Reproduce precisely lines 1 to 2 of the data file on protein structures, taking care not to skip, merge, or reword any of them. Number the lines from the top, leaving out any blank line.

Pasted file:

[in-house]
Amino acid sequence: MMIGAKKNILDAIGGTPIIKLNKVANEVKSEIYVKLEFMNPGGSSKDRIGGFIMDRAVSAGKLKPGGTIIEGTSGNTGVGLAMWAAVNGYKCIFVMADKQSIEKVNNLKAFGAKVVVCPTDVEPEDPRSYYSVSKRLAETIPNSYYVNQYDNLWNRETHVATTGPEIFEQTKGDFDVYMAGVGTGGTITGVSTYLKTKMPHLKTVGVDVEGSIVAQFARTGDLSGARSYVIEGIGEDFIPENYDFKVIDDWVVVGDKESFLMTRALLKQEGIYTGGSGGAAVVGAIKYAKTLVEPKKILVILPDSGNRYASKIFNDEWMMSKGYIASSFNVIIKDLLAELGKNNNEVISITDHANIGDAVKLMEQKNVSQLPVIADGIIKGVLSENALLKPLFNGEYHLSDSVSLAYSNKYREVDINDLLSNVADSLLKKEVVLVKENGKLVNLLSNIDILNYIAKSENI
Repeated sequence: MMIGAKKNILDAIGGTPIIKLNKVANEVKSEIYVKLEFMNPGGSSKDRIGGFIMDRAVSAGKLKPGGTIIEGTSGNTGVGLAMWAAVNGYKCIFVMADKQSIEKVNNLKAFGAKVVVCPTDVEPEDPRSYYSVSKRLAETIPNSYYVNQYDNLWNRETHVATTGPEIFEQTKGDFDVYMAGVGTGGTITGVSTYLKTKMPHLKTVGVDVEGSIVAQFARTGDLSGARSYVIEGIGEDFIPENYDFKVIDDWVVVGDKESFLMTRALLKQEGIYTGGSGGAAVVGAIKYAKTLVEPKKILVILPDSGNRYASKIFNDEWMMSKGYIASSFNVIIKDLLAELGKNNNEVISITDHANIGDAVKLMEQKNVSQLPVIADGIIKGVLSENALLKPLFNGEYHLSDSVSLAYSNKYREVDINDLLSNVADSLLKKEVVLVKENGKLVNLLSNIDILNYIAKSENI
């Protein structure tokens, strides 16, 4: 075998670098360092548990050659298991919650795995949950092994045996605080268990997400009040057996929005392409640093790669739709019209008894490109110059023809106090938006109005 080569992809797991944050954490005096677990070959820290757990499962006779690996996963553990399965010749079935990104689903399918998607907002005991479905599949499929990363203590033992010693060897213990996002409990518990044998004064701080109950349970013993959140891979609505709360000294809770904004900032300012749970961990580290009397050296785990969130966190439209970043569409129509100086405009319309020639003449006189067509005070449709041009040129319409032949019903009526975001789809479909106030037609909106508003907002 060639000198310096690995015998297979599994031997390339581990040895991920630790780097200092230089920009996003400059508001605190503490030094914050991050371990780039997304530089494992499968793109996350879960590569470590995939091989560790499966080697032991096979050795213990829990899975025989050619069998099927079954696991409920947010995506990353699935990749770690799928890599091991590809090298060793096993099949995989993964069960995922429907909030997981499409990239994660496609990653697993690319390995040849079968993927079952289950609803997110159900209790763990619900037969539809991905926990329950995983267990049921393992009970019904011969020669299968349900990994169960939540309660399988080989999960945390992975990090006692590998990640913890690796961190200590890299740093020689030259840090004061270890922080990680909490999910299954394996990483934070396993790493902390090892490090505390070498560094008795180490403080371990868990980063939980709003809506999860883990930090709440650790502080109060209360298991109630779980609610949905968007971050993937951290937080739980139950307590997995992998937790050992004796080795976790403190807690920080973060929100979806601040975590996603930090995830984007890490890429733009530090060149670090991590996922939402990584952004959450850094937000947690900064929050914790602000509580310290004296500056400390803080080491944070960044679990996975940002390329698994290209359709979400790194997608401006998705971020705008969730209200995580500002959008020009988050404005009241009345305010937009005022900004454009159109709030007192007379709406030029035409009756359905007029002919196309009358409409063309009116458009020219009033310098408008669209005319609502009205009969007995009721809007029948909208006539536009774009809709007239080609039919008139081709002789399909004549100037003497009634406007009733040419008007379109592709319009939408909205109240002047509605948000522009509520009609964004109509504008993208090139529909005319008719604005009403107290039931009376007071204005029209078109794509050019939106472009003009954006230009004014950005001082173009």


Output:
[in-house]
Amino acid sequence: MMIGAKKNILDAIGGTPIIKLNKVANEVKSEIYVKLEFMNPGGSSKDRIGGFIMDRAVSAGKLKPGGTIIEGTSGNTGVGLAMWAAVNGYKCIFVMADKQSIEKVNNLKAFGAKVVVCPTDVEPEDPRSYYSVSKRLAETIPNSYYVNQYDNLWNRETHVATTGPEIFEQTKGDFDVYMAGVGTGGTITGVSTYLKTKMPHLKTVGVDVEGSIVAQFARTGDLSGARSYVIEGIGEDFIPENYDFKVIDDWVVVGDKESFLMTRALLKQEGIYTGGSGGAAVVGAIKYAKTLVEPKKILVILPDSGNRYASKIFNDEWMMSKGYIASSFNVIIKDLLAELGKNNNEVISITDHANIGDAVKLMEQKNVSQLPVIADGIIKGVLSENALLKPLFNGEYHLSDSVSLAYSNKYREVDINDLLSNVADSLLKKEVVLVKENGKLVNLLSNIDILNYIAKSENI